Compared to the TITAN Joker boss from Arkham Asylum, Clayface is an immense improvement as a final boss but his sudden introduction as a deus ex machina leaves me feeling like his inclusion at this moment was too sudden and even a bit of a cop out. If there had been hints of Clayface’s existence in Arkham City, I might feel differently. After all, you see hints of Killer Croc in the sewers before finding an Easter egg revealing him. But that’s not the case with Clayface if when you don’t count his pseudo-appearance in Arkham Asylum.

The Death of the Joker

One thing I’ve always liked about Batman, for better or worse, is that he had an iron rule to never kill. Sure, not many superheroes are known to kill their opponents, but for Batman, who’s simply human, it’s an amazing feat of self-control.

Good night, sweet, insane prince

 

Well, yes, it was an accident obviously. Batman already states that he still would’ve saved Joker had he not stabbed him in such a way that would’ve caused him to reflexively drop the antidote. The best thing about Rocksteady’s Batman games is that they make you feel like Batman, so naturally we’re doing things Batman would do instead of being presented with some moral choice like so many RPGs nowadays.

But still, how Joker’s death is handled makes me feel like I should had some control in the matter. Opinions on canon aside, Batman’s most memorable and even important enemy has always been the Joker. The unstoppable force against the immovable object, as The Dark Knight put it.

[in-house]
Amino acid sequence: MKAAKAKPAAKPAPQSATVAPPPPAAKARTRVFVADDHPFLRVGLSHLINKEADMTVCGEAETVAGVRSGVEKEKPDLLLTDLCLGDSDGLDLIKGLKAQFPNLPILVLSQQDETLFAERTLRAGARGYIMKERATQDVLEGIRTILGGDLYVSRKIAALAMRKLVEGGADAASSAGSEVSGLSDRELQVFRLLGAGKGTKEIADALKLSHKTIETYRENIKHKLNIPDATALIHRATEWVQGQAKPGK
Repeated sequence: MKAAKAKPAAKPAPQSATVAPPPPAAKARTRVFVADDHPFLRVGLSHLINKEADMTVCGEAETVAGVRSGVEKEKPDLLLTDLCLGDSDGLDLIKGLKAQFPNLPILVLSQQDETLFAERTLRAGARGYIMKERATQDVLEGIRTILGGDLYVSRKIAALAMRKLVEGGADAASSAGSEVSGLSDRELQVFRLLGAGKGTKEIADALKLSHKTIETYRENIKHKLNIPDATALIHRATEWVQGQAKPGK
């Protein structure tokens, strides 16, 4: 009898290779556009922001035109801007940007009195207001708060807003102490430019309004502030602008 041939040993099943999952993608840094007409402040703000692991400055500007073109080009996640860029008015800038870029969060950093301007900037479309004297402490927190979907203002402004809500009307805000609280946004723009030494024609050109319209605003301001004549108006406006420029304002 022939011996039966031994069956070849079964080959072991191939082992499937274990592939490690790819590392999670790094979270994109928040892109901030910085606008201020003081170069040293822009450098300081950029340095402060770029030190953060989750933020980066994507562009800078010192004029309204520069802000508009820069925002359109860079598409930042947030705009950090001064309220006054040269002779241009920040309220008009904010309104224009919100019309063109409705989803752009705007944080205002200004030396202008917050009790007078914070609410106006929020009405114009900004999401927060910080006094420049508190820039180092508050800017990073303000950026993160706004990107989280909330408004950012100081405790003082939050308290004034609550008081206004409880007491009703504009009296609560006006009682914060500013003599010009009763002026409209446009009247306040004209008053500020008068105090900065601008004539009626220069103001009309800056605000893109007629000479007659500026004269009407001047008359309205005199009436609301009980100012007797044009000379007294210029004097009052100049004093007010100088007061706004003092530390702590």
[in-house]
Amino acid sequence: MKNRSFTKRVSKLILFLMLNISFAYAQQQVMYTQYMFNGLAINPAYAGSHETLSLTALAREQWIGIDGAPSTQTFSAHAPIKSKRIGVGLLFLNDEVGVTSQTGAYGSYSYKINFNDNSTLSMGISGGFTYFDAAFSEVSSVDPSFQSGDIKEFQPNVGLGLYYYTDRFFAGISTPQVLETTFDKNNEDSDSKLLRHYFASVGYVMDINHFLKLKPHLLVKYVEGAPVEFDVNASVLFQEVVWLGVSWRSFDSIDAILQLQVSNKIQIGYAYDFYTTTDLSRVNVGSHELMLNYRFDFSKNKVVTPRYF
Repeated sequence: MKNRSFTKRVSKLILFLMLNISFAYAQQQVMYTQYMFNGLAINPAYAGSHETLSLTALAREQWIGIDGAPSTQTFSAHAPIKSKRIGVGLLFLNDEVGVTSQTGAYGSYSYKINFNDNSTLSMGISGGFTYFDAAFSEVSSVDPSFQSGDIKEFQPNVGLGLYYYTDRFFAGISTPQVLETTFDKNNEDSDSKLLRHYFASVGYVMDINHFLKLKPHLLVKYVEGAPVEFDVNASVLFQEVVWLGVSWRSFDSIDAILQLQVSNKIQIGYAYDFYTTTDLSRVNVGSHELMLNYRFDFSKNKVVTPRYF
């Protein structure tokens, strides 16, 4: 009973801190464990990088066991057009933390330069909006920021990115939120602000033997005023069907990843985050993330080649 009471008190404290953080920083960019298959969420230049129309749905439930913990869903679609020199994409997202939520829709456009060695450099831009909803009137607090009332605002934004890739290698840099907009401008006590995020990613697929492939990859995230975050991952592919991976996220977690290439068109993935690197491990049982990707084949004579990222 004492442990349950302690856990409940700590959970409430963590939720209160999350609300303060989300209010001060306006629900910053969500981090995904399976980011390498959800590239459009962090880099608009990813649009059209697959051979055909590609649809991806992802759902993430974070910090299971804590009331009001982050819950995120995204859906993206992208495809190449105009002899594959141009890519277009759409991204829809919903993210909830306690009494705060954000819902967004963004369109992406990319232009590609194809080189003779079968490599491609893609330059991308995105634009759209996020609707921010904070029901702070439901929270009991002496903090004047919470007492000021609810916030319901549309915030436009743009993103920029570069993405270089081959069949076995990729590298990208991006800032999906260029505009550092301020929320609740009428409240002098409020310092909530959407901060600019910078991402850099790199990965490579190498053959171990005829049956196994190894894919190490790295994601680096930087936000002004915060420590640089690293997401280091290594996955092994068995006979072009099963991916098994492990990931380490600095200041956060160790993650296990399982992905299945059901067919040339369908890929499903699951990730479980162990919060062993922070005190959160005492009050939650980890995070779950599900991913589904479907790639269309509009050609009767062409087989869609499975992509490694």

While yes, the story had already been written with Joker dying of a TITAN related disease, and the move for Joker to infect hundreds of innocent people, as well as Batman, with his tainted blood was a great arc, something about losing the unforgettable Clown Prince of Crime leaves me with a sense of wistfulness.

I won’t claim to be a hardcore fan of the Batman comics, because I’m not a comic book buff. But I did grow up with the Batman: The Animated Series cartoon, which I can enjoy with the voices of Kevin Conroy and Mark Hamill, along with Gamestop’s Animated Series Batman skin bonus. Batman is such an iconic hero and like any nerd, it’s important to bring out any problems, no matter how big or small they may be, when it comes to the legacy of our heroes.

Arkham City is a nearly unbelievable follow up to Arkham Asylum. Somehow, a game that was already praised to be one of the best games of its time, was improved upon in its sequel. It gave us more of what we wanted like more villains, a refined experience such as in freeflow combat 2.0, and a bigger playground to feel like Batman in. The only thing that besmirches Asylum‘s experience was the ending and City‘s ending is already hundreds of times better than it. But I don’t think it was perfect. I can still call it good but it’s the kind of thing I will happily discuss among my peers both out of principle and out of enjoyment.

How did you feel about Arkham City‘s ending?

striderhoang (20 Posts)

One day in 1994, a child traveled to Fresno to visit his relatives when, on his birthday, he was given a Sega Genesis. Thus started a chain reaction that began a life of video gaming and skyrocketing oil prices (probably). In all seriousness, Strider has been reading video game journalism for the better part of 17 years of his life and what does he have to show for it? A BA in journalism and contributed articles everywhere from Bitmob to Destructoid. Currently looking for his dream writing job.